Barnes: I liked bonding with the other Soldiers. It was nice to share my experiences with them and have them share their knowledge and experiences with me. We built friendships that will never end.
Gibson: The people and the relationships I built while I was there were the best parts of attending the camp.
How long have you been stationed at Fort Drum?
Barnes: Going on two years. I was in South Korea for one year prior to Fort Drum.
Gibson: Since October 2016. Before that I was in Liberia, West Africa for 10 months.
When did you join the Army?
Barnes: January 2014
Gibson: August 1992
Why did you decide to join the Army?
Barnes: I was in ROTC in high school, so when I was a senior I had two options: college or military. At that moment, I didn’t think I was ready to be in college. I decided the Army was something I wanted to experience.
Gibson: I was looking for a little bit of discipline. When I first joined I was a pretty smart kid, but I wasn’t taking care of business in the classroom. I wanted more direction and to gain more maturity before heading to college.
Could you talk about your experience in the Army?
Barnes: I went to Missouri for basic training, where I met a lot of great people. My platoon sergeant was the best. I was a knucklehead back then, and he kept me on track and molded me into the Soldier I knew I could be.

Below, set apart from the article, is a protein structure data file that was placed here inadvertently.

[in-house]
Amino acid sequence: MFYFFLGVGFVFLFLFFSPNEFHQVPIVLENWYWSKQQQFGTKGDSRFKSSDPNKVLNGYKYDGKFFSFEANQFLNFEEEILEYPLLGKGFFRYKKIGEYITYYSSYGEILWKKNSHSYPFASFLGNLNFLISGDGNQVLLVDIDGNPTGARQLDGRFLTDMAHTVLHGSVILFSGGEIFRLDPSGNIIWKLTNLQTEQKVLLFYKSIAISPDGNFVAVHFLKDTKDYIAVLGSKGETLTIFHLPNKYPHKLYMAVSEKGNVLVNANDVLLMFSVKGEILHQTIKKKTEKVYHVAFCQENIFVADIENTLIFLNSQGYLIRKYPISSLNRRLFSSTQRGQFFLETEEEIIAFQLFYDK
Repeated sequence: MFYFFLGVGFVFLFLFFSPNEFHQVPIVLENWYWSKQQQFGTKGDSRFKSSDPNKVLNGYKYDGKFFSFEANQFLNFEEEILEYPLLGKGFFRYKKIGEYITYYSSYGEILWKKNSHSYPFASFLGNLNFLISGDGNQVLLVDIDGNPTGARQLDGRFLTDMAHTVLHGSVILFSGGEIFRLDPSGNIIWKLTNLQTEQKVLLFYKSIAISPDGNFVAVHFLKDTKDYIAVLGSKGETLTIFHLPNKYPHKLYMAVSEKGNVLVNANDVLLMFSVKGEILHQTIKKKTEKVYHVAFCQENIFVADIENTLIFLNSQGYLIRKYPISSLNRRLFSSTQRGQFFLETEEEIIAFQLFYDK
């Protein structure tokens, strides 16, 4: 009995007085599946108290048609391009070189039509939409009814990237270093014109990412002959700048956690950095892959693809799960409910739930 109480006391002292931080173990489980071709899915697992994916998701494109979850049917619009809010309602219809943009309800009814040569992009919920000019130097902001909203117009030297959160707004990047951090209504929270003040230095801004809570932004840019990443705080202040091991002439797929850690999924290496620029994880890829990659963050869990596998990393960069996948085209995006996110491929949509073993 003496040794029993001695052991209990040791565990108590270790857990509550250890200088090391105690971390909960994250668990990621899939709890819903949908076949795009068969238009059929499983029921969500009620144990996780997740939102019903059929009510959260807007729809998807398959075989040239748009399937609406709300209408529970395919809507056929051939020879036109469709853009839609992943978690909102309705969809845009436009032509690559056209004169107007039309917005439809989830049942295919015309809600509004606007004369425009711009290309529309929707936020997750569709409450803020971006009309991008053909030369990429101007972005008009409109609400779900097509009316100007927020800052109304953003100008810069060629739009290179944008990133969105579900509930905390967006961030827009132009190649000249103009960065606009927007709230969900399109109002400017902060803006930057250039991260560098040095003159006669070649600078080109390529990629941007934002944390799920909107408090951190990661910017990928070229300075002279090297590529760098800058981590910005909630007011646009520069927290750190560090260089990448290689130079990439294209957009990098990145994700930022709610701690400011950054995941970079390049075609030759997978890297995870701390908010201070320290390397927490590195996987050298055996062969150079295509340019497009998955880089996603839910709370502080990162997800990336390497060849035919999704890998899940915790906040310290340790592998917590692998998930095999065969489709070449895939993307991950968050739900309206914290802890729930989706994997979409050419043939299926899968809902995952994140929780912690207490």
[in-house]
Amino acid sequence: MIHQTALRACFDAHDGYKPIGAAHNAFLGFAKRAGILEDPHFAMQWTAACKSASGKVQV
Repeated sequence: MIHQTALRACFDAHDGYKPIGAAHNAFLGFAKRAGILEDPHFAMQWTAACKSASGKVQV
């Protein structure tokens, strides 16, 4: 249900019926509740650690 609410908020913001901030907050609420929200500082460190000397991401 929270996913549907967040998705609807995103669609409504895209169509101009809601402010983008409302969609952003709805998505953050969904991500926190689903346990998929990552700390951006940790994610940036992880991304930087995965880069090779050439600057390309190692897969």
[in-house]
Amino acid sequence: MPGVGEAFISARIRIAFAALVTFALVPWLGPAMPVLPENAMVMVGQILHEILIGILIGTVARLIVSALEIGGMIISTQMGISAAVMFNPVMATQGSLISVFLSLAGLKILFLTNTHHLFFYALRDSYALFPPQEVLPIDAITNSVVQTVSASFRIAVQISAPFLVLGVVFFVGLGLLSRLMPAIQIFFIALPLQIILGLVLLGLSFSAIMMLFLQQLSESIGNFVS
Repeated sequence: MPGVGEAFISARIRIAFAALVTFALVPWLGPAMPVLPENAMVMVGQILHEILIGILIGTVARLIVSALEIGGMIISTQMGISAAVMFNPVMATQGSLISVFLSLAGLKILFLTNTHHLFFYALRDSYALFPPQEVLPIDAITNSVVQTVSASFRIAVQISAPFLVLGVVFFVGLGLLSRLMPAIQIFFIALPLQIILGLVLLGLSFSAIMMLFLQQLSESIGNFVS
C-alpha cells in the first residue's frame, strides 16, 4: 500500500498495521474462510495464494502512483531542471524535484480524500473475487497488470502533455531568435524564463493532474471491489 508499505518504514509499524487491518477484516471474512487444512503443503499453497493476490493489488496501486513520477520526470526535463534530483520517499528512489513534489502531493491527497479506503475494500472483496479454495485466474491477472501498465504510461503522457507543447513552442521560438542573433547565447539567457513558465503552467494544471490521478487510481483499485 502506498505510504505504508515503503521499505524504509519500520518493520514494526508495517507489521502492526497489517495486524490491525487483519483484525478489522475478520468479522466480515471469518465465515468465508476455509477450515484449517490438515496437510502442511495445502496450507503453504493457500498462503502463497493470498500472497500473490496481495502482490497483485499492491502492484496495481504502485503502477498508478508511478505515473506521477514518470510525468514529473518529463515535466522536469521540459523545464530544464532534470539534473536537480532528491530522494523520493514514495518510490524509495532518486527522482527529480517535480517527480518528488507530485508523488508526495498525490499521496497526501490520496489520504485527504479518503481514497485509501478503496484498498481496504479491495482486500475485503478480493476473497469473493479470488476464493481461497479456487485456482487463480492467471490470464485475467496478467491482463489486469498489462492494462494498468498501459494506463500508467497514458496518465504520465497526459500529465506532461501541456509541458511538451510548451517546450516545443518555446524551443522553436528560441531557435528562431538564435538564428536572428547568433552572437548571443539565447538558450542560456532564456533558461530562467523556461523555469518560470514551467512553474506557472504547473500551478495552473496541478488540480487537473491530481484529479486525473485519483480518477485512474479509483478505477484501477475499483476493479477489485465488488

Gibson: I am in the Michigan Army National Guard. Being in the military has been a great experience for me. Meeting people from all over the nation and world has been incredible. One of the most important things for me is the discipline that comes from being in the military. I gained some maturity and direction, then went to college and did very well.
Anything else you’d like to add?
Barnes: I’ll tell you a little bit about my injuries. In October 2015, I was driving back to Fort Drum from Syracuse, N.Y. in an ice storm. I saw a car on the side of the road, so I stopped to help. After working together to get the stopped car started, I was hit by an oncoming SUV that hit black ice. After flying 10 feet into the air I hit my head on the pavement. I was then hit by three more cars causing my body to be pinned on the ground. This caused an 11-car pile-up. I was brought to Upstate Medical Center in Syracuse where I was in a coma for five days. I woke up with no memory and was very agitated so I was put into an induced coma for two more days. When I woke up again I was calmer and my parents were there to be with me. I then started several different types of therapies to learn how to speak and walk again. At times it can be hard, but I look at this as a blessing because I could’ve died and I didn’t. People always tell me that they never see me without a smile on my face. I tell them that I have nothing to not smile about. I have my life.
Gibson: Before my deployment to Liberia, I became a teacher in the Detroit Public Schools. I received my master’s degree from Central Michigan University last Saturday and I plan to return to teaching this fall. I’m thankful for the opportunity to be part of Fort Drum’s Warrior Transition Battalion so I can properly take care of my injury before I return home to Detroit. One of my best experiences during my time at Fort Drum was learning how to swim. I needed to work out and swimming didn’t aggravate my injury. It was a great experience for me because I didn’t think I would ever learn how, if I hadn’t already.
For more information about the National Wounded Warrior Tennis Camp, visit sdwoundedwarriortennis.org.